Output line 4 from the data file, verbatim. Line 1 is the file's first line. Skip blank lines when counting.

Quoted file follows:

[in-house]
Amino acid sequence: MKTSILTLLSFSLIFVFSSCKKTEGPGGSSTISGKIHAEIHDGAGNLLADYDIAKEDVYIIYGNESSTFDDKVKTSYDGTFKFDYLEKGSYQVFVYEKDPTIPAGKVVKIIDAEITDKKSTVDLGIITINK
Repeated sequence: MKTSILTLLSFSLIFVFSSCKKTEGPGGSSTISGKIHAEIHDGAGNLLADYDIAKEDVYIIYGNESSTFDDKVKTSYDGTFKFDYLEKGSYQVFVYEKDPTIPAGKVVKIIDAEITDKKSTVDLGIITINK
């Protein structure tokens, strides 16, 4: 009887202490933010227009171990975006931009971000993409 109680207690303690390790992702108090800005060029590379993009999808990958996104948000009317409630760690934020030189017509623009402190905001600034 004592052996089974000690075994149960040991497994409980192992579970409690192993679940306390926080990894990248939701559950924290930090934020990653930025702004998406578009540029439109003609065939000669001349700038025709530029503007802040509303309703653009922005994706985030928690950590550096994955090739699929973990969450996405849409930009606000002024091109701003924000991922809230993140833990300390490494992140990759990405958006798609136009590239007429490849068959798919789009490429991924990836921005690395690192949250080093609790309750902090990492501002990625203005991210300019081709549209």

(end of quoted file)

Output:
């Protein structure tokens, strides 16, 4: 009887202490933010227009171990975006931009971000993409 109680207690303690390790992702108090800005060029590379993009999808990958996104948000009317409630760690934020030189017509623009402190905001600034 004592052996089974000690075994149960040991497994409980192992579970409690192993679940306390926080990894990248939701559950924290930090934020990653930025702004998406578009540029439109003609065939000669001349700038025709530029503007802040509303309703653009922005994706985030928690950590550096994955090739699929973990969450996405849409930009606000002024091109701003924000991922809230993140833990300390490494992140990759990405958006798609136009590239007429490849068959798919789009490429991924990836921005690395690192949250080093609790309750902090990492501002990625203005991210300019081709549209």